Rice undergrad soars into inaugural group of aerospace fellows

Bria Romero wins fellowship fostering Black success in high-flying industry

Bria Romero

Bria Romero, a mechanical engineering sophomore at Rice, has won one of 43 inaugural Patti Grace Smith Fellowships launched to empower Black excellence in aerospace.

The fellowships for first- and second-year undergraduates include a paid internship at a leading aerospace firm, mentorship and a cash grant of about $2,000 for professional or school expenses.

A recent Aviation Week Network study found that only 6% of U.S. aerospace and defense workers and only 3% of aerospace executives are Black.

“Black engineers are greatly underrepresented in this industry and the Patti Grace Smith Fellowship intends on closing the gap,” Romero said. “I am excited for this opportunity to be surrounded by like-minded individuals with similar backgrounds. Not only will I be working alongside extraordinarily talented peers in this class of fellows, but I will also be able to learn from those who have followed similar career paths.”

Romero underwent a rigorous three-round selection process in which she was vetted by a group of aerospace industry professionals and corporate employers. This summer she will intern at United Launch Alliance (ULA) in Denver.

“I’m looking forward to working with ULA because I was interested in many of their projects before I even applied to be a fellow,” she said. “ULA launched the Mars 2020 Perseverance Rover for NASA, and I remember listening to podcasts about the launch during quarantine.”

Romero says an immersive campus visit during her senior year of high school inspired her to choose Rice.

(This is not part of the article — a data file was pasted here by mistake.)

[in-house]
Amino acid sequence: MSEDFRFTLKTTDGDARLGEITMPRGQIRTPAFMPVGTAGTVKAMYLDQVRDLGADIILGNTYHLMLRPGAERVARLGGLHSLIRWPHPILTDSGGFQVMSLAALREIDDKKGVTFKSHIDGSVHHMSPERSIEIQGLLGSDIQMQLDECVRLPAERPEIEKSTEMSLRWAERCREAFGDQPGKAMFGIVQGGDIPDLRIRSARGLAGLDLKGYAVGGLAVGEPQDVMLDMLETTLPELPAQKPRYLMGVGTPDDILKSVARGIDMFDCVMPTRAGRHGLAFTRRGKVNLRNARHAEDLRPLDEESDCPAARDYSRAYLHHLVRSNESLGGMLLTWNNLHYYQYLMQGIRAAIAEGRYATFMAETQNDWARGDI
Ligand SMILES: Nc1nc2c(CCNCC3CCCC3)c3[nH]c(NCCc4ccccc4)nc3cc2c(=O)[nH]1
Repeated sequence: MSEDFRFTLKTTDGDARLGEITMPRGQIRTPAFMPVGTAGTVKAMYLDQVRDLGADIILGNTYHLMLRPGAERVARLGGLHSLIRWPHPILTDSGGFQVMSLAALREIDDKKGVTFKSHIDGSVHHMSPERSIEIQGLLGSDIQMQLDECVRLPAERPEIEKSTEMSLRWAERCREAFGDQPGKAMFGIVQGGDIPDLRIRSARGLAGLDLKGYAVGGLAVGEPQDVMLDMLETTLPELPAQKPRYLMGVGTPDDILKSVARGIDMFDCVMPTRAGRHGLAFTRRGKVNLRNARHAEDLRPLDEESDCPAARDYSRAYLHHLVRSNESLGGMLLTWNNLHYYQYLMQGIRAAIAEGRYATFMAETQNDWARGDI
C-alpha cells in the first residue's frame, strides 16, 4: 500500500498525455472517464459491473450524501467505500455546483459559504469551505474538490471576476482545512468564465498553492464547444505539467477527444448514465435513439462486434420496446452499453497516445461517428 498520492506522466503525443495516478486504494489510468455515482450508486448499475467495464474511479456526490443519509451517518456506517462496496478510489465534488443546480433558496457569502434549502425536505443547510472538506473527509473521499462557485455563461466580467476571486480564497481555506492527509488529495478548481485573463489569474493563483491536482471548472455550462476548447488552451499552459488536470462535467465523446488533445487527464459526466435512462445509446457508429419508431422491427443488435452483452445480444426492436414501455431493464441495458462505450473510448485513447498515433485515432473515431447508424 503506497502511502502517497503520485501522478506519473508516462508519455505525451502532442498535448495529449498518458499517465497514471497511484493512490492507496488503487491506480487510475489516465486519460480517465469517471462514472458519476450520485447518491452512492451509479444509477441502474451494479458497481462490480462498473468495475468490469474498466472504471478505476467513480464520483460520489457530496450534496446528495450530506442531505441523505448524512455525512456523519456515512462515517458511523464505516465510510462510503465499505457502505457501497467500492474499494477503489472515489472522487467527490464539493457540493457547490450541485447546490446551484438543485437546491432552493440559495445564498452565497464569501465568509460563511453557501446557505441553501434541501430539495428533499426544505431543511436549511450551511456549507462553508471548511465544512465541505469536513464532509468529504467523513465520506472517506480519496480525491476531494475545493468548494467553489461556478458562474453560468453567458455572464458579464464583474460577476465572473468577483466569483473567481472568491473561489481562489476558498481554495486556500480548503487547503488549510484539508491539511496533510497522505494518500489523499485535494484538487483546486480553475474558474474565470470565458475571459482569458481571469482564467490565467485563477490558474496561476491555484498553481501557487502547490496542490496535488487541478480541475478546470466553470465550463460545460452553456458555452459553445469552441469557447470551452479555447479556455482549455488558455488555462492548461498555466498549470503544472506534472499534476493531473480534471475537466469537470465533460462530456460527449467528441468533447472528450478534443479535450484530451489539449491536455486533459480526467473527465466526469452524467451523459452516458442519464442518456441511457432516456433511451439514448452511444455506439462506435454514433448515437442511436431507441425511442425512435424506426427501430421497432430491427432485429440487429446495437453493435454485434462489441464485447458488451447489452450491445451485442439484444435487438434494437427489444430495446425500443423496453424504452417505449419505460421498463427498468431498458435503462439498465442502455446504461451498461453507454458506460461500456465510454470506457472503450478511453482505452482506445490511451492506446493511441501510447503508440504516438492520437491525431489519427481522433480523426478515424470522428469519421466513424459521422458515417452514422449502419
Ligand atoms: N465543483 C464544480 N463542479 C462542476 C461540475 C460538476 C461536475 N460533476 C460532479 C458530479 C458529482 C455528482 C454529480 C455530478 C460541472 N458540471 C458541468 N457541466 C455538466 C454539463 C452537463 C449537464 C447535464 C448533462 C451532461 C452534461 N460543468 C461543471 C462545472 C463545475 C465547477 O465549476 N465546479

“I had the opportunity to visit campus and stay with a current Rice student for a weekend,” she said. “I was able to sit in on classes and fully understand the Rice experience. My favorite class that I observed was Dr. Eleazar Marquez’s statics class, and I recently had the opportunity to take the same class last semester.”

That class was one of the factors that led Romero to switch her intended major from bioengineering to mechanical engineering.

“After taking a variety of classes and joining various academic clubs and programs, I realized that mechanical engineering better suited my interests and career goals,” she said. “My time spent at Rice Eclipse, Rice’s student rocketry team, exposed me to the aerospace industry, and I realized that it combines standard engineering principles and the exploration of space, so it’s pretty cool.”

The Patti Grace Smith Fellowship will advance Romero's plans for a career in aerospace, "whether that means working with satellites in orbit or rockets going to Mars,” she said. “That’s a decision I’ll make after I gain more experience.”